I mean isn't the door is now open not just to today's dance music, but to loads of other genres previously omitted too?

This is what I mean by saying that it's like there's a transition from the critical position of "This is what should be liked and talked about" to the more casual blogger position of "I like this and I'm going to talk about it", but the remnants of the first position still remain.

3:29 AM  
Blogger Michael said...

It might be worth considering the definition of dance music here. I think Simon is referring to a particular moment where the scene represented a progressive, revolutionary force (both sonically and socially). Something notably diminished in the current holding pattern aesthetic of Villalobos or DMZ. What Philip Sherburne has been describing as a 'mobius-loop sensation' - the image having a telling resonance with postmodern hypnotic simulacra.

The examples of Optimo and Erol Alkan as an oversight may be misguided. It's possible the Arctic Monkeys critically articulate this nexus in tracks like 'I Bet You Look Good On The Dancefloor' or 'Dancing Shoes' from a metaperspective anyway. Particularly by highlighting the notable shift from ecstatic-rave to bashy meat market, and so on...

In any case, I think the emerging question of temporality and memory is proving to be a significant issue. As you point out, increasingly surrounded by the present past, where can we find the potentialities for revolutionary mobilization? What are the new criteria in the permanent present?

12:33 PM  
Blogger Michael said...

Rather than record collection rock criticism, this should be understood as the politics of memory, perhaps?

12:41 PM  
Blogger hector23 said...

I like his writing, it just seems that often he believes his own hype.

"Dance music is dead" I mean c'mon.

8:13 PM  
Blogger hector23 said...

http://gutterbreakz.blogspot.com/2006/02/realisation-strikes.html

8:36 PM  
Blogger theo said...

ofcourse there is a tendency to retro in both indierock and dance but there are also other - not so visible - lines to discover.

what happened with the artic monkeys record is in a way the same that happened with the new madonna. in most dutch and international musicmedia it was celebrated as the dancerecords of 2005, the record that sounds like what is happening right now. really, when you are a popjournalist and thinks this is true you have no idea how vivid the dancescene is at the moment.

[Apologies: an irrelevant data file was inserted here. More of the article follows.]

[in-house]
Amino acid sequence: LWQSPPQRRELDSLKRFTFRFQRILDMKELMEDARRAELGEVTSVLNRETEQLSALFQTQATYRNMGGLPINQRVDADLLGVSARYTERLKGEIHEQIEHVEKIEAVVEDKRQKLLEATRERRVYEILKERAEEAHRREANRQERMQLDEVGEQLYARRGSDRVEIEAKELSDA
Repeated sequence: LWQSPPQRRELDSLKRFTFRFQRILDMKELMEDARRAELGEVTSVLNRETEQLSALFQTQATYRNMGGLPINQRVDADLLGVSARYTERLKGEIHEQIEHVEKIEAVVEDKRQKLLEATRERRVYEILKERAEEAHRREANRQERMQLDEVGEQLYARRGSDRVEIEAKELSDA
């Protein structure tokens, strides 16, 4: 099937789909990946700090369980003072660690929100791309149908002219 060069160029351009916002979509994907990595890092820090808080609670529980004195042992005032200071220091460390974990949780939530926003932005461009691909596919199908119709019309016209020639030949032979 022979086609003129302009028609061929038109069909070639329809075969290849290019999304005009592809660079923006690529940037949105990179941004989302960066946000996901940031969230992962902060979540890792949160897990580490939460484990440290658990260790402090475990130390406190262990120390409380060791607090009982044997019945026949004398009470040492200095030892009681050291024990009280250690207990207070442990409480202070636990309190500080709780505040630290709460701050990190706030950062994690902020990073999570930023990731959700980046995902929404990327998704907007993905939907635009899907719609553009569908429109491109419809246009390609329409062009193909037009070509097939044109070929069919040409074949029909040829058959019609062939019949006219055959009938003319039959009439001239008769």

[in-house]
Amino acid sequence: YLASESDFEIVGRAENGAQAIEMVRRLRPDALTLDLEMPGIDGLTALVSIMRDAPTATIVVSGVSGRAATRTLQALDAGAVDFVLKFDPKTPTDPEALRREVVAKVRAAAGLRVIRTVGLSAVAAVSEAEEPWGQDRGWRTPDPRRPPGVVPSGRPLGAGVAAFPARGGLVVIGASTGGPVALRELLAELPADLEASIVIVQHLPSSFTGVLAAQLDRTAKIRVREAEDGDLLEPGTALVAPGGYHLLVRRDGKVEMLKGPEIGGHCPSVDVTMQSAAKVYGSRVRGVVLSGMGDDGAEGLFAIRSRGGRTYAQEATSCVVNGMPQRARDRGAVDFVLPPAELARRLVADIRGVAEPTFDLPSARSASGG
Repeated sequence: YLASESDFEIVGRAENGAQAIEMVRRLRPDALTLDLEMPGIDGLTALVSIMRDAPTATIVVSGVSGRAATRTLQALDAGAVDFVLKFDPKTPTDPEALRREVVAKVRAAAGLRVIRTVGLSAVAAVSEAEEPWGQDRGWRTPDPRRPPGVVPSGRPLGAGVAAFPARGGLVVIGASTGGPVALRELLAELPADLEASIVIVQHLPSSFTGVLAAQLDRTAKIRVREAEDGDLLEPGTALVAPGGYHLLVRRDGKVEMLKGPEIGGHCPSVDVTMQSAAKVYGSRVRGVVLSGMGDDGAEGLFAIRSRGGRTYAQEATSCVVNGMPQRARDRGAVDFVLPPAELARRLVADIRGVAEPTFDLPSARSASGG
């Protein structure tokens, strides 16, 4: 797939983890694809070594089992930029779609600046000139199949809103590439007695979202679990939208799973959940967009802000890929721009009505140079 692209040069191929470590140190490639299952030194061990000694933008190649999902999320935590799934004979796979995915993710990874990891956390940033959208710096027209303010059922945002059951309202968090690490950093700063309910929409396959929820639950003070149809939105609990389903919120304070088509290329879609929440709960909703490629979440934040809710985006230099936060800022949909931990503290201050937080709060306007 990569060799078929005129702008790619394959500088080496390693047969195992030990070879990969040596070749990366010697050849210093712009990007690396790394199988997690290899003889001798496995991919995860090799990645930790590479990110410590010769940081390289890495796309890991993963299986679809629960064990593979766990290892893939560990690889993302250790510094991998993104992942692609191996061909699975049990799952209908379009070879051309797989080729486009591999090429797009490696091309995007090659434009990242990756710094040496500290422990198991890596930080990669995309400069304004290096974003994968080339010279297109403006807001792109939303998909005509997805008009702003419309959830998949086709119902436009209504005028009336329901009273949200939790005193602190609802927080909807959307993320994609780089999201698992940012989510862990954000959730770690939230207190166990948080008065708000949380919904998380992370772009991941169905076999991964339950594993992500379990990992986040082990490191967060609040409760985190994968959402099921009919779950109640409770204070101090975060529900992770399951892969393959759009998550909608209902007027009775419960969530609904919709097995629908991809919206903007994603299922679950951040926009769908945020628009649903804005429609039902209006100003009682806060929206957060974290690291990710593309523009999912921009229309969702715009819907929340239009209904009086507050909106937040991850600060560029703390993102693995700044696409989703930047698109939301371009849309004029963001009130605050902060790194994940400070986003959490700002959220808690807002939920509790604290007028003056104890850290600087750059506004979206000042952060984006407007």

true, also in more invisible, progressive areas there are tendencies to retro but they are combined with new things or at least the combination of already known music is relatively new.

for instance the records of Kelley Polar and Lindstrøm & Prins Thomas are the tip of what is happened in - especially german - dancemusic right now. the tempo drops, the music becomes less eclectic and more introvert and dreamy. sometimes it is like hearing old new beat stuff and eurodisco with Alan Parson coming along. but, more important, it opens a full new spectrum of posibilities for dancefloor music to go into new directions instead of doing things that have been done for so long.

I am not an expert but I am sure the same goed with indierock. Artic Monkeys are have made a very lively and good album. but superfantastic and the best band of the last few years? I bet not. there must been happening much more exciting things right now. and that story has to be told too.

10:46 AM  
Blogger maya luisa said...

lived in manchester through stone roses and rave - in bristol through jungle -london through garage - and I now live in Berlin.

Dance music has never sounded so good

Simon is too far away to hear it

4:05 PM  
Anonymous terry lennox. said...

i just dont think that simon has had time for german house or techno since, what, hardfloor - acperience? really, simons path since 92 has been away from house and techno music (rave/jungle/speedgarage/2step/grime/dancehall/hiphop), and this path has taken him to a place a long way from either house or techno, and certainly a long way from things like electrohouse and plip-plop;)

i don't really understand simon anymore:/

11:53 AM  
Anonymous terry lennox. said...

also, you know, the cult of vanguardism

11:54 AM  
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4:43 PM